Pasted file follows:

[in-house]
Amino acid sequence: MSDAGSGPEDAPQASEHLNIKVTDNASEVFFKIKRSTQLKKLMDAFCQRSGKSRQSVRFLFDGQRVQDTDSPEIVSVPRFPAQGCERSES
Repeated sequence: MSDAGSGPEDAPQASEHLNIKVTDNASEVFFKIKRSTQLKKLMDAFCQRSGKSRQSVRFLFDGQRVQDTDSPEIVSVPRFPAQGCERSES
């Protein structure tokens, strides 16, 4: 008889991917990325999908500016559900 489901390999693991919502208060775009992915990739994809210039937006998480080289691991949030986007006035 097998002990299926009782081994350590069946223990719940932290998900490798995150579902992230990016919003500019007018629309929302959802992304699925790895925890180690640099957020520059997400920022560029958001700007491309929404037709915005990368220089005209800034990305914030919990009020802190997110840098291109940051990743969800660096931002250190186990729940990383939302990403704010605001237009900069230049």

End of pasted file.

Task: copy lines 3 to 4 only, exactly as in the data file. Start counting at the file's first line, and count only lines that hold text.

Repeated sequence: MSDAGSGPEDAPQASEHLNIKVTDNASEVFFKIKRSTQLKKLMDAFCQRSGKSRQSVRFLFDGQRVQDTDSPEIVSVPRFPAQGCERSES
């Protein structure tokens, strides 16, 4: 008889991917990325999908500016559900 489901390999693991919502208060775009992915990739994809210039937006998480080289691991949030986007006035 097998002990299926009782081994350590069946223990719940932290998900490798995150579902992230990016919003500019007018629309929302959802992304699925790895925890180690640099957020520059997400920022560029958001700007491309929404037709915005990368220089005209800034990305914030919990009020802190997110840098291109940051990743969800660096931002250190186990729940990383939302990403704010605001237009900069230049």